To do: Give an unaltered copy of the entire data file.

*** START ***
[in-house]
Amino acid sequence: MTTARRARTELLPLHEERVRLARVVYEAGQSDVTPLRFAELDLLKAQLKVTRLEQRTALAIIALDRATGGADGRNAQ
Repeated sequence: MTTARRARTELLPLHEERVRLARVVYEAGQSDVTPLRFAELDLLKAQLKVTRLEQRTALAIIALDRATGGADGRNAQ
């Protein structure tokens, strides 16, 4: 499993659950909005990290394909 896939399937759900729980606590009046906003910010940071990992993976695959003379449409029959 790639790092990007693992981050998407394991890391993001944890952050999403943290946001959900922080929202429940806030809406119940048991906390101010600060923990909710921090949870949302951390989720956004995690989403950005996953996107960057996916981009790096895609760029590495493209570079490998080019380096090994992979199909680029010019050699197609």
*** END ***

[in-house]
Amino acid sequence: MTTARRARTELLPLHEERVRLARVVYEAGQSDVTPLRFAELDLLKAQLKVTRLEQRTALAIIALDRATGGADGRNAQ
Repeated sequence: MTTARRARTELLPLHEERVRLARVVYEAGQSDVTPLRFAELDLLKAQLKVTRLEQRTALAIIALDRATGGADGRNAQ
């Protein structure tokens, strides 16, 4: 499993659950909005990290394909 896939399937759900729980606590009046906003910010940071990992993976695959003379449409029959 790639790092990007693992981050998407394991890391993001944890952050999403943290946001959900922080929202429940806030809406119940048991906390101010600060923990909710921090949870949302951390989720956004995690989403950005996953996107960057996916981009790096895609760029590495493209570079490998080019380096090994992979199909680029010019050699197609």